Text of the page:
The US’ Nonhierarchical Parties
Lack of control of label is lack of control, ultimately, of a party.
In the comment thread of a previous post, Matt Bernius points out the following tweet from Matt Grossman (a political scientist at Michigan State University who studies American politics):
Now, I am nowhere near as versed in the Americanist literature as is Grossman, but I will point out that from a comparative politics point of view, the weakness of US parties is not a shock.
US parties are candidate-centric and they have, ultimately, very little control over the use of their labels because the threshold to being a precandidate* (i.e., being a candidate for the nomination, and hence the usage of the party’s name on the ballot) is low. Mostly it is filling out a form and paying a modest fee. There is not a test of party loyalty or knowledge. There is no vetting by party members. There is sign on the dotted line and fork over some cash.
All of this reminds me of the discussion of US parties in my 2014 book with Matthew Shugart, Arend Lijpart, and Bernie Grofman:
Primaries affect parties internally, by making them nonhierarchical. What primaries do is to deprive parties, as organized entities, of their vital role in nominating candidates, and by extension, weaken the disciplining authority of party leaders. Furthermore, primaries require candidates in the same party to compete with each other for the voters’ support and encourage these candidates to stress their differences.Page 187, A Different Democracy.
Primaries mean that the ability of party leadership to shape a party in a particular direction in terms of philosophy or party choice is quite limited. Rather, the process is one of self-selection by candidates, who choose to adopt a party label and run in the primary, which is then validated or rejected by voters on primary day. Candidates are therefore far more free agents than in systems with more hierarchically structured parties.Page 316
So, Donald J. Trump is able to descend the escalator and join the GOP fray in 2016. Bernie Sanders, a lifelong independent, signed up in 2016 for the Democratic contest and is back for more in 2020. Mike Bloomberg, one-time Republican mayor of NYC, has parachuted in for a shot as being the Democratic leader well.
Our parties, as institutions, are weak. There is no singular leader, or even a clearly delineable collective one, who “decides” the nomination.
And yes, to Grossman’s point, money, social media, and other factors have made it easier, it seems, for the nominee to be less what existing party elites might want. Still, the lack of control is not new. And it may be that various manipulations of the rules (such as the GOP’s increase in the significance of plurality winners and the Dem’s front-loading) have made such outcomes more likely, especially in multi-candidate contests.
One more quote from the book, because the issue of polarization has become even more significant since we wrote it:
The nonhierarchical, or bottom-up, nature of the parties means that the degree to which the parties are polarized or not is a function of the members themselves, not party elites or centrally enforced policy platforms. For example, before the partisan realignment that came about with the 1994 congressional elections, the parties were more ideologically amorphous, as noted earlier, because the result of the bottom-up nature of the parties meant that many conservative southern Democrats influenced the behavior of that party. Once those conservative southern Democrats switched to being conservative southern Republicans, this changed the nature of both parties. Such dynamics mean that factionalism within the parties can lead to changes on policy positions (bubbling from the bottom up), for example, the influence of evangelical candidates within the Republican Party in the 1980s and 1990s and, more clearly, the emergence of the Tea Party faction within the Republican Party in the 2010 election. Faction influence of this nature can be seen in the 2011 fight in the Congress over raising the federal debt limit. In that debate, Republican Party leader Speaker of the House John Boehner appeared willing to compromise with the Senate and the Obama administration on the legislation, but was initially blocked by the Tea Party caucus in the House of Representatives. The nonhierarchical nature of the party system was illustrated by the fact that Speaker Boehner had to negotiate with the Tea Party caucus and could not simply assert control over them, as is the case in more hierarchical party systems (as we typically see in European cases). The ability of Tea Party candidates to win primary elections allowed them to, from the bottom up, influence public policy outcomes.P. 189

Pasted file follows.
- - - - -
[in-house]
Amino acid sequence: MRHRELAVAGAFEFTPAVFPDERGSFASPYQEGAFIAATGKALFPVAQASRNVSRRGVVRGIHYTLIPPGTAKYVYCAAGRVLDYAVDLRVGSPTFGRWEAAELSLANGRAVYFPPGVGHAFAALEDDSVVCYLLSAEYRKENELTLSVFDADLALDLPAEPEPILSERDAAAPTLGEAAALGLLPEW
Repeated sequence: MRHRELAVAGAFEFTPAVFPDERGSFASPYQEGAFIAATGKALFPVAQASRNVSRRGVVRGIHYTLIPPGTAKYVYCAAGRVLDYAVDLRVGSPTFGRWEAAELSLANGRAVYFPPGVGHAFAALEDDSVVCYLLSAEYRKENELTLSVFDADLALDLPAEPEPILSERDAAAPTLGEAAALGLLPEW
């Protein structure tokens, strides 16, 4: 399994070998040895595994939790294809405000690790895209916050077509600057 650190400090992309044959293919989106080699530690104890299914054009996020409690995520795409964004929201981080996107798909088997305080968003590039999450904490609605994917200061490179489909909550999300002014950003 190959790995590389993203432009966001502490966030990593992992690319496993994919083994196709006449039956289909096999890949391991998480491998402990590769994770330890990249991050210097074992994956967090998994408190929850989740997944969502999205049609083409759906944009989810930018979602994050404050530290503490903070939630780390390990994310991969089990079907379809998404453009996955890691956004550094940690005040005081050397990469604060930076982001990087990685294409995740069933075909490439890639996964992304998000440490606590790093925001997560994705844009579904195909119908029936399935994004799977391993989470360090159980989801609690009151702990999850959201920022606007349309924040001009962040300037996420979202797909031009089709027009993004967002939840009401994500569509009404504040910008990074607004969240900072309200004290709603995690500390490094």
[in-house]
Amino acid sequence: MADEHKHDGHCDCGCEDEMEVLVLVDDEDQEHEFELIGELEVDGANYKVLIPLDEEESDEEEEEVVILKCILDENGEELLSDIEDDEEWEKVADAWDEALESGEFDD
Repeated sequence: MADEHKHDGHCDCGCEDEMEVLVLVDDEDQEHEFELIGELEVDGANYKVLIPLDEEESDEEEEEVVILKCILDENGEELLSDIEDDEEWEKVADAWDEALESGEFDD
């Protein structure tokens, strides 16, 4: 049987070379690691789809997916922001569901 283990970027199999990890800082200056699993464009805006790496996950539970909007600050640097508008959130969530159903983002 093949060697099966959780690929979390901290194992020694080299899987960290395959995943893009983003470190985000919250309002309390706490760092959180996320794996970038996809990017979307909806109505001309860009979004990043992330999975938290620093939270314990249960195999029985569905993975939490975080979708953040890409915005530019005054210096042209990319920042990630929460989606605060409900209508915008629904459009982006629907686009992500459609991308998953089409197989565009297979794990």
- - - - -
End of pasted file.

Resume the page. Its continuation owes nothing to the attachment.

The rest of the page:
So, for example, if Bernie were to get the nomination, it would contribute to the further polarization of our party system and not because the DNC wanted to go in a more leftward direction, but because the primary process (a bottom-up process) did.
*”Precandidate” is a common term in Colombia, which I think actually better captures where we are in the race for the presidency at the moment. I realize that Bernie, et al., are candidates for the nomination, but none of them are candidates for office yet, hence I would love for “precandidate” to catch on in these discussions.